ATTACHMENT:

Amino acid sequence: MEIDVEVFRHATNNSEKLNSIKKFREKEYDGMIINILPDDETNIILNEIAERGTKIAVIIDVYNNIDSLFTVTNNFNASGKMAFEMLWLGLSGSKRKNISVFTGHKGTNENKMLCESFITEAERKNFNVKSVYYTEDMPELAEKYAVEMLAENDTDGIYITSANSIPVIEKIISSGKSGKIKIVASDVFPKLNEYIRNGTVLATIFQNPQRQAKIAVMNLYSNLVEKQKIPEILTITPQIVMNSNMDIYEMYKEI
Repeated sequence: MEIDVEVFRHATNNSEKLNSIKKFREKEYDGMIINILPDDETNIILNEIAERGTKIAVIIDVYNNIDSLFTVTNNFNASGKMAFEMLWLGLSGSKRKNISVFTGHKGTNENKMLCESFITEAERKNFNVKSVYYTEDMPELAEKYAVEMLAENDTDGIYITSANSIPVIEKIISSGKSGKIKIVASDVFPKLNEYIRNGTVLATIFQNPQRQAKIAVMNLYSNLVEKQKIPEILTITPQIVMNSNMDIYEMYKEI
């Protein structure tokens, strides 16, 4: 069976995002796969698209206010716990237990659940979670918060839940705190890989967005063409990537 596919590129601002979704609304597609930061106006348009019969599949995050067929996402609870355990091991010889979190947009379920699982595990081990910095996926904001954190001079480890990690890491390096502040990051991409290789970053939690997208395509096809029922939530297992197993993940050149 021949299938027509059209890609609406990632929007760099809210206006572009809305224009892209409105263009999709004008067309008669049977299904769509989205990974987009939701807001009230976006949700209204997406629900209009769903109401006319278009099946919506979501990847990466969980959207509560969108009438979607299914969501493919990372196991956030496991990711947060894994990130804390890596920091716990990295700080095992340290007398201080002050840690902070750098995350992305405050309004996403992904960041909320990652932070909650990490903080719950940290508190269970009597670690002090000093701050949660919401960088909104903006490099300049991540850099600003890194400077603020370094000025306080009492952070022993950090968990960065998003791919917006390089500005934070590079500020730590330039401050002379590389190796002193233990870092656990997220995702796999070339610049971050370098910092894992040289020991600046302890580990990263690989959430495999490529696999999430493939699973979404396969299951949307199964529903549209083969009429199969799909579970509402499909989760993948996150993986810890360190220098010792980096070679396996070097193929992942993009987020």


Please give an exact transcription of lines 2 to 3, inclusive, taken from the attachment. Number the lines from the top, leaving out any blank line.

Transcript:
Repeated sequence: MEIDVEVFRHATNNSEKLNSIKKFREKEYDGMIINILPDDETNIILNEIAERGTKIAVIIDVYNNIDSLFTVTNNFNASGKMAFEMLWLGLSGSKRKNISVFTGHKGTNENKMLCESFITEAERKNFNVKSVYYTEDMPELAEKYAVEMLAENDTDGIYITSANSIPVIEKIISSGKSGKIKIVASDVFPKLNEYIRNGTVLATIFQNPQRQAKIAVMNLYSNLVEKQKIPEILTITPQIVMNSNMDIYEMYKEI
């Protein structure tokens, strides 16, 4: 069976995002796969698209206010716990237990659940979670918060839940705190890989967005063409990537 596919590129601002979704609304597609930061106006348009019969599949995050067929996402609870355990091991010889979190947009379920699982595990081990910095996926904001954190001079480890990690890491390096502040990051991409290789970053939690997208395509096809029922939530297992197993993940050149 021949299938027509059209890609609406990632929007760099809210206006572009809305224009892209409105263009999709004008067309008669049977299904769509989205990974987009939701807001009230976006949700209204997406629900209009769903109401006319278009099946919506979501990847990466969980959207509560969108009438979607299914969501493919990372196991956030496991990711947060894994990130804390890596920091716990990295700080095992340290007398201080002050840690902070750098995350992305405050309004996403992904960041909320990652932070909650990490903080719950940290508190269970009597670690002090000093701050949660919401960088909104903006490099300049991540850099600003890194400077603020370094000025306080009492952070022993950090968990960065998003791919917006390089500005934070590079500020730590330039401050002379590389190796002193233990870092656990997220995702796999070339610049971050370098910092894992040289020991600046302890580990990263690989959430495999490529696999999430493939699973979404396969299951949307199964529903549209083969009429199969799909579970509402499909989760993948996150993986810890360190220098010792980096070679396996070097193929992942993009987020």